Certain user interface elements could enlarge, simplify or disappear as users step further away from their device.
The company's pursuit of a user-sensing, highly interactive computer system was detailed in a patent continuation published by the U.S. Patent and Trademark Office on Thursday. Entitled "Computer User Interface System and Methods," it describes sensors that could measure everything from the presence of a user to their location in the room to any gestures they may perform.
Perhaps most interesting is the filing's mention of a "user proximity context" that would modify a system's user interface based on how close the person is to the device.
The system described in Apple's patent filing would allow users to easily read and control a device from either up close or afar, dynamically adapting to the person's distance."An appearance of information displayed by the computer may be altered or otherwise controlled based on the user proximity context," the filing reads. "For example, a size and/or a content of the information displayed by the computer may be altered or controlled."
With this system, elements on the display, including text size, could be automatically increased or decreased based on how close the user is to the screen. The user interface could also adapt and change based on where a person is in relation to the device.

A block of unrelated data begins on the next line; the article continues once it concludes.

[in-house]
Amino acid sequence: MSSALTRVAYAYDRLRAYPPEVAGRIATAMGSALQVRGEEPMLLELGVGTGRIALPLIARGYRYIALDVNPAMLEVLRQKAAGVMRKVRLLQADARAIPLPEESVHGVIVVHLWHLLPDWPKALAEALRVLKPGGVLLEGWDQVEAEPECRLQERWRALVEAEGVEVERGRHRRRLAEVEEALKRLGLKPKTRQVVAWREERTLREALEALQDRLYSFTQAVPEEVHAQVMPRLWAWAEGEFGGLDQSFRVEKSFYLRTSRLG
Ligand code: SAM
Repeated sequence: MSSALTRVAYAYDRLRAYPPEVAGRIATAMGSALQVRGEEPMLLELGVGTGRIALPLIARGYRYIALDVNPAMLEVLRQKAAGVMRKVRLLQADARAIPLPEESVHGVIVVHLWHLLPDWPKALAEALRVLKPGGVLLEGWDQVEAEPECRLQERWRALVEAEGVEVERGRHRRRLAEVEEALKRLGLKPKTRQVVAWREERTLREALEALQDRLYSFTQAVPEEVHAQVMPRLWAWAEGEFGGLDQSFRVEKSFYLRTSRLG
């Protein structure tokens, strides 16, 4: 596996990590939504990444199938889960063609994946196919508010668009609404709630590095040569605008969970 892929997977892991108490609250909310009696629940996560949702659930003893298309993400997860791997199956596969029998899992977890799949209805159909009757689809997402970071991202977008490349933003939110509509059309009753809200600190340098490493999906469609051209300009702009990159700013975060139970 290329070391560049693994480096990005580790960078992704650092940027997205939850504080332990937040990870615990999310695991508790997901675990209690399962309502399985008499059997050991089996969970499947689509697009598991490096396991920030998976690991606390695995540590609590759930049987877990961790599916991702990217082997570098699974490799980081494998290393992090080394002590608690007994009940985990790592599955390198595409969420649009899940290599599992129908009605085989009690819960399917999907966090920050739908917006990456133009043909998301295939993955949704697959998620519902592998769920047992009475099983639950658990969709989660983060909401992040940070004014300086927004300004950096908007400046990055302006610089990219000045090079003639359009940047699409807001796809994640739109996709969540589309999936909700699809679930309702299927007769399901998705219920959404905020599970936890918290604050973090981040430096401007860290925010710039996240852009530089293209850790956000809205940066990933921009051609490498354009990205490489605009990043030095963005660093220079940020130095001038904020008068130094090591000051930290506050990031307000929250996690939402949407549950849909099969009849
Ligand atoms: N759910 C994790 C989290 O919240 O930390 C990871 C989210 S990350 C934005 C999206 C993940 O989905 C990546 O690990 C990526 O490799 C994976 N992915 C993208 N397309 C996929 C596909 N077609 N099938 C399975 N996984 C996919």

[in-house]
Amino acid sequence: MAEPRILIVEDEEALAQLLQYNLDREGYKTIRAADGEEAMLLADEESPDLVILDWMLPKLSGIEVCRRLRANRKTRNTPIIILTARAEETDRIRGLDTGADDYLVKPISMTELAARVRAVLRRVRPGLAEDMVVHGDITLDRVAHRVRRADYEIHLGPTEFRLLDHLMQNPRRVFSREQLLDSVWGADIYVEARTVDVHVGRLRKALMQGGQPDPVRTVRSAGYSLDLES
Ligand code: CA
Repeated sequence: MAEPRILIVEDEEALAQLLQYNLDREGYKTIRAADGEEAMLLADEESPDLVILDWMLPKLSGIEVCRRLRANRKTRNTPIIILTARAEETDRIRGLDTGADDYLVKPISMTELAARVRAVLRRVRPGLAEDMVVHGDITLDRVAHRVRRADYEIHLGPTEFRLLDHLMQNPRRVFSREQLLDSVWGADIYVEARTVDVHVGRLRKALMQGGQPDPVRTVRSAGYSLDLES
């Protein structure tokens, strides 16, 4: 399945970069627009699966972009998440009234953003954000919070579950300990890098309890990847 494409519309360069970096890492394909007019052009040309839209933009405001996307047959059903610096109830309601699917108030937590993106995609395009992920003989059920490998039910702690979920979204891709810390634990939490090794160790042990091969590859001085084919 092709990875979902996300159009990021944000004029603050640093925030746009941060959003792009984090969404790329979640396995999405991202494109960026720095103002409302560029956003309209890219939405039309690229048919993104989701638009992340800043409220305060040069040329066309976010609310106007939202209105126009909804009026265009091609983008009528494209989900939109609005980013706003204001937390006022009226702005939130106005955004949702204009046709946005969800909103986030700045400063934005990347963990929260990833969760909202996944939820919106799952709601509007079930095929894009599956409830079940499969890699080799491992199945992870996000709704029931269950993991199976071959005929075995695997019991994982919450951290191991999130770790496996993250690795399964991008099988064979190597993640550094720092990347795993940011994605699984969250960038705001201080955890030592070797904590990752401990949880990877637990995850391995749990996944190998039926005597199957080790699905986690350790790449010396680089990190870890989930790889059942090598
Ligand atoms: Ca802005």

In another example given by Apple, a device could automatically transfer input controls from a mouse to hand gestures as a person steps away. Yet another situation presented by Apple describes a device increasing its screen brightness based on how far away a user is, allowing them to see the display more easily from a distance.
Apple's concept is in some ways a more advanced and interactive version of the "parallax effect" the company introduced with its iOS 7 mobile operating system upgrade last year. That feature uses the motion sensors in an iPhone or iPad to make background wallpapers move, giving users the illusion that their device is a sort of "window" into a virtual three-dimensional world.
The concepts presented in Apple's filing are not entirely new, though they do suggest that Apple could be interested in offering three-dimensional input and interactivity in future devices. Head tracking, motion gestures and user identification already exist in a number of products on the market, most notably Microsoft's Kinect for its Xbox gaming platform.
The application disclosed this week was filed with the USPTO in August of 2013, and is a continuation of a filing from 2008. It is credited to inventors Aleksandar Pance, David R. Falkenberg, and Jason M. Medeiros.